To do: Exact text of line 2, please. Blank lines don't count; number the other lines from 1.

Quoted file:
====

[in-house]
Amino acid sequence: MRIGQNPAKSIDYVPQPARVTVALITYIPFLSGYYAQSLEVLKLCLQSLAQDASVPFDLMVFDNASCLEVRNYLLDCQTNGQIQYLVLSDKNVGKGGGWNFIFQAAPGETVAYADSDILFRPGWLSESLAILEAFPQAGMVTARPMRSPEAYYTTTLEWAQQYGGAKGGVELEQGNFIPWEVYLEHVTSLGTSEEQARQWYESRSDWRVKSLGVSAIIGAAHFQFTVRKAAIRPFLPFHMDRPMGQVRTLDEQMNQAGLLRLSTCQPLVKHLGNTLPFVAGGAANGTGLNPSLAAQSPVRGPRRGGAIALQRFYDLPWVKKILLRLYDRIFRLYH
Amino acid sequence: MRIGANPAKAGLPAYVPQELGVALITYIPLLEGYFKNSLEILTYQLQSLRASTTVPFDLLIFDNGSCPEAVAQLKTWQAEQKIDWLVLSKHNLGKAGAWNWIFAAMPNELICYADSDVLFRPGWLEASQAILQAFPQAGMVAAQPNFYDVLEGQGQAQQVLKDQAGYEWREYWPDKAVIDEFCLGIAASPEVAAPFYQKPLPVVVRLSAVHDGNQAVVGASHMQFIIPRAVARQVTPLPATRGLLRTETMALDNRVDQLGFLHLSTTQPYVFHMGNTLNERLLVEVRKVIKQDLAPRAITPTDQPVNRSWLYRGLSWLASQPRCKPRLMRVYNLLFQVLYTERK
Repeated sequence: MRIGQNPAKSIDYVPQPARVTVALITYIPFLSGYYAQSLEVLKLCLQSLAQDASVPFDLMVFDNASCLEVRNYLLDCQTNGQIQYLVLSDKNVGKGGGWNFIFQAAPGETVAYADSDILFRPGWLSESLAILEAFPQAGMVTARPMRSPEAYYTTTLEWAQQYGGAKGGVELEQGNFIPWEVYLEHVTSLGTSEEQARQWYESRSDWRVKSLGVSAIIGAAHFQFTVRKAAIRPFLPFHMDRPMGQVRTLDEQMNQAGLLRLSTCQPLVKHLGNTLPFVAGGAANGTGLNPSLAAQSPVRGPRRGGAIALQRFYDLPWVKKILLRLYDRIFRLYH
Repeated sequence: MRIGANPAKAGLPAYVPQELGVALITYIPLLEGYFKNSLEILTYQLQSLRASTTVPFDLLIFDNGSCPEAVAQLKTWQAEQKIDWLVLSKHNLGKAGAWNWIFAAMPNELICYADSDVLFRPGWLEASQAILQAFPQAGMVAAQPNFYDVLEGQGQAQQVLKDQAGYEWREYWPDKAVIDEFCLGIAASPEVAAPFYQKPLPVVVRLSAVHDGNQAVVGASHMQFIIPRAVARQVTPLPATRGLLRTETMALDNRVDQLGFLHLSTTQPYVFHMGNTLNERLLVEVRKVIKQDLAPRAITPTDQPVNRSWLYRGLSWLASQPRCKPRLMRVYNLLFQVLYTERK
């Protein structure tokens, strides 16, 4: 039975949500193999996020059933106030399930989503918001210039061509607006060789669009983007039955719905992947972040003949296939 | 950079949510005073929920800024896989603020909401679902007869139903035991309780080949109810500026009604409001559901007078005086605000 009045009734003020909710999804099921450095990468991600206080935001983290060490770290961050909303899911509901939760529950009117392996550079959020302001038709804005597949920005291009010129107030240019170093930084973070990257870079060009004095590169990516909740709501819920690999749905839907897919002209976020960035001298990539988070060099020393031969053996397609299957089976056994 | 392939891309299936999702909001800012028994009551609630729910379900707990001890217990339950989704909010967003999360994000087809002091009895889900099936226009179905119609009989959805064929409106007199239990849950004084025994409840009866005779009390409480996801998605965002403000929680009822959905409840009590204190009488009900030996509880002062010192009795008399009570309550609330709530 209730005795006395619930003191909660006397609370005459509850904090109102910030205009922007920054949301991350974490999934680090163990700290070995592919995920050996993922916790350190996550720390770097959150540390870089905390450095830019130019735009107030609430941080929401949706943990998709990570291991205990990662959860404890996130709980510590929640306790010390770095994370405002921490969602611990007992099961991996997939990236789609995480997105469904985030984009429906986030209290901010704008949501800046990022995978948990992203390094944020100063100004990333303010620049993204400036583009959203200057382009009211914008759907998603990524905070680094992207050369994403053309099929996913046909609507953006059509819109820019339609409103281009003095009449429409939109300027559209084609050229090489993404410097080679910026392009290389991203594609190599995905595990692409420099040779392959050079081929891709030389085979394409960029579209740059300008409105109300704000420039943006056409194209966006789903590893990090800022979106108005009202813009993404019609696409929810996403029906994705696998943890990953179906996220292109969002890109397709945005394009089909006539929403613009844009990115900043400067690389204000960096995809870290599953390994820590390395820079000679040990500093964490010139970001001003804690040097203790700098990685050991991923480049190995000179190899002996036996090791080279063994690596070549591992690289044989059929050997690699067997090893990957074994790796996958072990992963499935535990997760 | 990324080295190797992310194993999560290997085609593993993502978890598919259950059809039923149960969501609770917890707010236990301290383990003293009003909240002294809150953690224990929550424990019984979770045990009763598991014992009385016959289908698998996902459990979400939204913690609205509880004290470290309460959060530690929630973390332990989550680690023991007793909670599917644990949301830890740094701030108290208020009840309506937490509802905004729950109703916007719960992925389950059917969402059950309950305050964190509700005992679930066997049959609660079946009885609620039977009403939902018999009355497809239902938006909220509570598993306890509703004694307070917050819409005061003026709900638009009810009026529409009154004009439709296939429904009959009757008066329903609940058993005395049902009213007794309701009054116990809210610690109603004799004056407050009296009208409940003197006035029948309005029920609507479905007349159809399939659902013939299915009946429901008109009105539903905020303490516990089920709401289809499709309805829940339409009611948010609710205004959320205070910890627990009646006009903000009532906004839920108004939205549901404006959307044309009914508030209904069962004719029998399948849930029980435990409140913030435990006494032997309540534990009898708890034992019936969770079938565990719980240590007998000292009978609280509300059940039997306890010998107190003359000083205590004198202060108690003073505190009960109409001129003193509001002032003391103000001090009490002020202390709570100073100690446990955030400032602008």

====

Amino acid sequence: MRIGQNPAKSIDYVPQPARVTVALITYIPFLSGYYAQSLEVLKLCLQSLAQDASVPFDLMVFDNASCLEVRNYLLDCQTNGQIQYLVLSDKNVGKGGGWNFIFQAAPGETVAYADSDILFRPGWLSESLAILEAFPQAGMVTARPMRSPEAYYTTTLEWAQQYGGAKGGVELEQGNFIPWEVYLEHVTSLGTSEEQARQWYESRSDWRVKSLGVSAIIGAAHFQFTVRKAAIRPFLPFHMDRPMGQVRTLDEQMNQAGLLRLSTCQPLVKHLGNTLPFVAGGAANGTGLNPSLAAQSPVRGPRRGGAIALQRFYDLPWVKKILLRLYDRIFRLYH